Dr. J’s rebuttal speech (5 min.)

The state cannot be neutral on marriage

  • what the deinstutionalization of marriage means is that the private contracts are made by adults and children will have no consideration in those contracts

Regarding the adultery case

  • the presumption of paternity is there to protect the marriage
  • such borderline cases almost never happen with TM, whereas in SSM these third party problems occur in 100% of the cases

Children are not happy being separated from their biological parents

  • adults do not have a right to exclude a child’s biological parents from having a relationship with them, and children are often not happy being excluded from their biological parents

Jennifer Roback Morse debates same-sex marriage at SMU


Southern Methodist University hosts a debate between Dr J (invited by the Federalist Society) and Dallas attorney (invited by OutLaw) on the legal definition of marriage.

The MP3 file is here.

Here is my snarky summary. Just bear in mind that Dr. J’s opponent is a lawyer, so I want to be clear that I am caricaturing and satirizing her speeches deliberately for humor, and these are not factual statements about what she said at all. So don’t sue me.

I do think you should listen to her actual words to see what factual arguments she makes, and whether her reasoning about what marriage is is compatible with polygamy, incestuous marriage, and anything else involving loving, committed consenting adults. And it you like this debate, you can find other debates on the Ruth Institute podcast. Jennifer Roback Morse is the William Lane Craig of the marriage issue.

Dr. Morse opening speech

No-Fault divorce as a case study:
– studies were produced to show that as long as divorced parents were happy, the divorced children would be fine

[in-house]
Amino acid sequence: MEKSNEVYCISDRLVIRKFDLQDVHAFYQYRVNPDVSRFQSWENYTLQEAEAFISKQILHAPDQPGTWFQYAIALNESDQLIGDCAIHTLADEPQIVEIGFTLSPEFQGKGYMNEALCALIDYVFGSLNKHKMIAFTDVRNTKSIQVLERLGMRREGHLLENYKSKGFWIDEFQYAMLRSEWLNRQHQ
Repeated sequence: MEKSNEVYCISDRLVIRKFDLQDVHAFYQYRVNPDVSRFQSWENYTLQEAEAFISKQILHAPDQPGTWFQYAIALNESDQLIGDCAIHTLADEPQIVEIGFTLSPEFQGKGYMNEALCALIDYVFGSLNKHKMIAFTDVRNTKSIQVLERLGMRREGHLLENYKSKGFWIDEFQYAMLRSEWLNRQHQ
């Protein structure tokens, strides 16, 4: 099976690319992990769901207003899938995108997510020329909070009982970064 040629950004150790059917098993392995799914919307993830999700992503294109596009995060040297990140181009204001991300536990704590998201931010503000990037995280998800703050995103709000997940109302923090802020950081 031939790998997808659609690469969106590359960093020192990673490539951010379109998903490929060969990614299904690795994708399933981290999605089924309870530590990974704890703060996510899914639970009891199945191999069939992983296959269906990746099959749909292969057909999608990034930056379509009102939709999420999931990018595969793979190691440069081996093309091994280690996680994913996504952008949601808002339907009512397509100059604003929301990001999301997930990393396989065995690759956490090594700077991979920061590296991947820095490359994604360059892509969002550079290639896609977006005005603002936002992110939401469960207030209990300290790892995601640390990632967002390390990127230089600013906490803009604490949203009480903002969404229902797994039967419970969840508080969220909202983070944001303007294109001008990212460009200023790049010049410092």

– but that research was wrong, children do suffer from divorce
– when you change the understanding of marriage, you change the way that generations relate
– you have to wait for one or more generations to see the effects of the change

The essential public purpose of marriage:
– to attach mothers and fathers to their children and to one another
– marriage exists in virtually every known society
– societies need marriage in order to allow children to develop over a period of time
– human babies have a long period of dependency, and we need parents to sick around for the duration
– there are many private reasons to get married, but we are insterested in the public purpose
– marriage identifies two people who made the child as having responsibility for the child

Marriage and the law
– currently there is the presumption of paternity – the woman’s husband is presumed to be the father
– the presumption of paternity is being changed to the presumption of the parent
– now, the other partner is presumed to be the other parent
– but if same-sex marriage were legal, the partner is never the child’s biological parent
– so, if you redefine marriage, then you are necessarily re-defining parenthood as well
– the children of same-sex unions are not being treated equally
– the children of same-sex unions are not going to have the same access to their biological parents

– children have a right to know who their mother and father are
– in general, children need a mother and father when they are growing up
– we have lots of data from single parents, divorced parents, divorced/remarried parents to show it

Biological parents and the state:
– in countries that redefine marriage, the state determines who the parents are
– the state creates criteria independent of biology to decide who parents are
– this is too much power for the state to have.

Opponent’s opening speech:

Marriage is about people having feelings of love, not the rights of children:
– marriage has no definition outside of what the state says it is
– there are lots of children being raised in same-sex households
– marriage is not necessarily about parenting, because old infertile people get married
– it doesn’t matter what children need or want, so long as adults feel happy
– lots of liberal organizations say that same-sex parents are BETTER than married bio-parents
– a family can be anything that we decide it is
– marriage has no basis biologically, marriage is assigned by the state with a civil license

– there are lots of rights and responsibilities that married couples have that same-sex couples don’t
– for example bereavement leave, property inheritance, visitation rights, joint tax returns, etc.